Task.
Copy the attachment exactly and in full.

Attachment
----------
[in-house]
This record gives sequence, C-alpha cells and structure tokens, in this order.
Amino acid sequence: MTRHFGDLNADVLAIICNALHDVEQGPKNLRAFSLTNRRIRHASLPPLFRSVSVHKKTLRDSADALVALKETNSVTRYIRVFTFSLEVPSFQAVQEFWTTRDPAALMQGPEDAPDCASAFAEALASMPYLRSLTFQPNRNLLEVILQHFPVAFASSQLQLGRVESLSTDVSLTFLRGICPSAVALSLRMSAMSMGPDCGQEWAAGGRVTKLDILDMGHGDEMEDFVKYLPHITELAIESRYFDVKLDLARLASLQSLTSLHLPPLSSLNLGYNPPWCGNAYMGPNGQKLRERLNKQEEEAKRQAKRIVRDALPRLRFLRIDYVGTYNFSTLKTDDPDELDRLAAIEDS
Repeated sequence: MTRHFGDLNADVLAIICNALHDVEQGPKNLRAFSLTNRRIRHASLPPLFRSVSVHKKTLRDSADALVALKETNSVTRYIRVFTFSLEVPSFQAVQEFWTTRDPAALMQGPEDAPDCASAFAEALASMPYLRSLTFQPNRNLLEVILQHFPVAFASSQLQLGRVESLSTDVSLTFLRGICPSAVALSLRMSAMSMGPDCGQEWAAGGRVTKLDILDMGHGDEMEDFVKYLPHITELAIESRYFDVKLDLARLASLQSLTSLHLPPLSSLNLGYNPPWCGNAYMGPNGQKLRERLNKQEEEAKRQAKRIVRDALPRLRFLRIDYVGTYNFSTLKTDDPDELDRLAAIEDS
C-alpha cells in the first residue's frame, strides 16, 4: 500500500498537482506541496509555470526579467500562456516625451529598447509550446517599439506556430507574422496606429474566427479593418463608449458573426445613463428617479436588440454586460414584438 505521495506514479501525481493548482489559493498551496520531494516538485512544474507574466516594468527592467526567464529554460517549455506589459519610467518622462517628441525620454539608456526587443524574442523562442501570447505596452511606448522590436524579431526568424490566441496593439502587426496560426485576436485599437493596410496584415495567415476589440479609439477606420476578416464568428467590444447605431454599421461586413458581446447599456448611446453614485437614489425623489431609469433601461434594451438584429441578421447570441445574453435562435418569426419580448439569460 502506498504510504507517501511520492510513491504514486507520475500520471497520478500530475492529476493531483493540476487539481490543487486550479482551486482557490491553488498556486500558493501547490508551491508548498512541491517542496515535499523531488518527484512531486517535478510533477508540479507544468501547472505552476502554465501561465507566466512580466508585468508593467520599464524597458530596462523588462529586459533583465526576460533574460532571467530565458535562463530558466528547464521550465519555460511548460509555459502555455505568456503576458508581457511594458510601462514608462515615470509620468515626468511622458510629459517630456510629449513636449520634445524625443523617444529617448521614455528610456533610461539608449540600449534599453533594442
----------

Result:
[in-house]
This record gives sequence, C-alpha cells and structure tokens, in this order.
Amino acid sequence: MTRHFGDLNADVLAIICNALHDVEQGPKNLRAFSLTNRRIRHASLPPLFRSVSVHKKTLRDSADALVALKETNSVTRYIRVFTFSLEVPSFQAVQEFWTTRDPAALMQGPEDAPDCASAFAEALASMPYLRSLTFQPNRNLLEVILQHFPVAFASSQLQLGRVESLSTDVSLTFLRGICPSAVALSLRMSAMSMGPDCGQEWAAGGRVTKLDILDMGHGDEMEDFVKYLPHITELAIESRYFDVKLDLARLASLQSLTSLHLPPLSSLNLGYNPPWCGNAYMGPNGQKLRERLNKQEEEAKRQAKRIVRDALPRLRFLRIDYVGTYNFSTLKTDDPDELDRLAAIEDS
Repeated sequence: MTRHFGDLNADVLAIICNALHDVEQGPKNLRAFSLTNRRIRHASLPPLFRSVSVHKKTLRDSADALVALKETNSVTRYIRVFTFSLEVPSFQAVQEFWTTRDPAALMQGPEDAPDCASAFAEALASMPYLRSLTFQPNRNLLEVILQHFPVAFASSQLQLGRVESLSTDVSLTFLRGICPSAVALSLRMSAMSMGPDCGQEWAAGGRVTKLDILDMGHGDEMEDFVKYLPHITELAIESRYFDVKLDLARLASLQSLTSLHLPPLSSLNLGYNPPWCGNAYMGPNGQKLRERLNKQEEEAKRQAKRIVRDALPRLRFLRIDYVGTYNFSTLKTDDPDELDRLAAIEDS
C-alpha cells in the first residue's frame, strides 16, 4: 500500500498537482506541496509555470526579467500562456516625451529598447509550446517599439506556430507574422496606429474566427479593418463608449458573426445613463428617479436588440454586460414584438 505521495506514479501525481493548482489559493498551496520531494516538485512544474507574466516594468527592467526567464529554460517549455506589459519610467518622462517628441525620454539608456526587443524574442523562442501570447505596452511606448522590436524579431526568424490566441496593439502587426496560426485576436485599437493596410496584415495567415476589440479609439477606420476578416464568428467590444447605431454599421461586413458581446447599456448611446453614485437614489425623489431609469433601461434594451438584429441578421447570441445574453435562435418569426419580448439569460 502506498504510504507517501511520492510513491504514486507520475500520471497520478500530475492529476493531483493540476487539481490543487486550479482551486482557490491553488498556486500558493501547490508551491508548498512541491517542496515535499523531488518527484512531486517535478510533477508540479507544468501547472505552476502554465501561465507566466512580466508585468508593467520599464524597458530596462523588462529586459533583465526576460533574460532571467530565458535562463530558466528547464521550465519555460511548460509555459502555455505568456503576458508581457511594458510601462514608462515615470509620468515626468511622458510629459517630456510629449513636449520634445524625443523617444529617448521614455528610456533610461539608449540600449534599453533594442